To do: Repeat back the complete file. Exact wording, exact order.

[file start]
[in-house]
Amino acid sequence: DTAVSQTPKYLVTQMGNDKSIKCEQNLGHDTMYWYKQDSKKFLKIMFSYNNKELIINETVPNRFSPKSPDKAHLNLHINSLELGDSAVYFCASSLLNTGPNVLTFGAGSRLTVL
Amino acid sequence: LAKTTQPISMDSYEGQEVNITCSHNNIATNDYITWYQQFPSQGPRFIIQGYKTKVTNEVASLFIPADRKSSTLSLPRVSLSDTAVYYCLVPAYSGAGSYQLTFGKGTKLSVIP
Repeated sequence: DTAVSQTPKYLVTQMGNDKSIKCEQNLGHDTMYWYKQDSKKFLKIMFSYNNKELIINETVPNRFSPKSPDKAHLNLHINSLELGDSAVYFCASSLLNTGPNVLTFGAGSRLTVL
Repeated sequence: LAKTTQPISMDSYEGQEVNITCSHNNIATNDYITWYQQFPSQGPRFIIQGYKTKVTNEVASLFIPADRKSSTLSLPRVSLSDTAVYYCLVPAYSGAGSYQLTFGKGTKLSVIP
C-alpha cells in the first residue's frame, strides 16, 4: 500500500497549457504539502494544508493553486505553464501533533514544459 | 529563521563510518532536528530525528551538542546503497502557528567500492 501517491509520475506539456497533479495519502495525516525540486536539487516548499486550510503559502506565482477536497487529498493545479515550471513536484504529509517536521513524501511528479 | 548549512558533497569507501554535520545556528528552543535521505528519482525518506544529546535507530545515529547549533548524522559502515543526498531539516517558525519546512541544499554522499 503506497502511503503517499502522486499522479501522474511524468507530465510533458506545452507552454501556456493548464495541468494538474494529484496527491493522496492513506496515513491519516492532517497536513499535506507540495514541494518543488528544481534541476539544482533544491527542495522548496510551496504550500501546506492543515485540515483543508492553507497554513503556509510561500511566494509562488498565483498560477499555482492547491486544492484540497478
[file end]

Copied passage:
[in-house]
Amino acid sequence: DTAVSQTPKYLVTQMGNDKSIKCEQNLGHDTMYWYKQDSKKFLKIMFSYNNKELIINETVPNRFSPKSPDKAHLNLHINSLELGDSAVYFCASSLLNTGPNVLTFGAGSRLTVL
Amino acid sequence: LAKTTQPISMDSYEGQEVNITCSHNNIATNDYITWYQQFPSQGPRFIIQGYKTKVTNEVASLFIPADRKSSTLSLPRVSLSDTAVYYCLVPAYSGAGSYQLTFGKGTKLSVIP
Repeated sequence: DTAVSQTPKYLVTQMGNDKSIKCEQNLGHDTMYWYKQDSKKFLKIMFSYNNKELIINETVPNRFSPKSPDKAHLNLHINSLELGDSAVYFCASSLLNTGPNVLTFGAGSRLTVL
Repeated sequence: LAKTTQPISMDSYEGQEVNITCSHNNIATNDYITWYQQFPSQGPRFIIQGYKTKVTNEVASLFIPADRKSSTLSLPRVSLSDTAVYYCLVPAYSGAGSYQLTFGKGTKLSVIP
C-alpha cells in the first residue's frame, strides 16, 4: 500500500497549457504539502494544508493553486505553464501533533514544459 | 529563521563510518532536528530525528551538542546503497502557528567500492 501517491509520475506539456497533479495519502495525516525540486536539487516548499486550510503559502506565482477536497487529498493545479515550471513536484504529509517536521513524501511528479 | 548549512558533497569507501554535520545556528528552543535521505528519482525518506544529546535507530545515529547549533548524522559502515543526498531539516517558525519546512541544499554522499 503506497502511503503517499502522486499522479501522474511524468507530465510533458506545452507552454501556456493548464495541468494538474494529484496527491493522496492513506496515513491519516492532517497536513499535506507540495514541494518543488528544481534541476539544482533544491527542495522548496510551496504550500501546506492543515485540515483543508492553507497554513503556509510561500511566494509562488498565483498560477499555482492547491486544492484540497478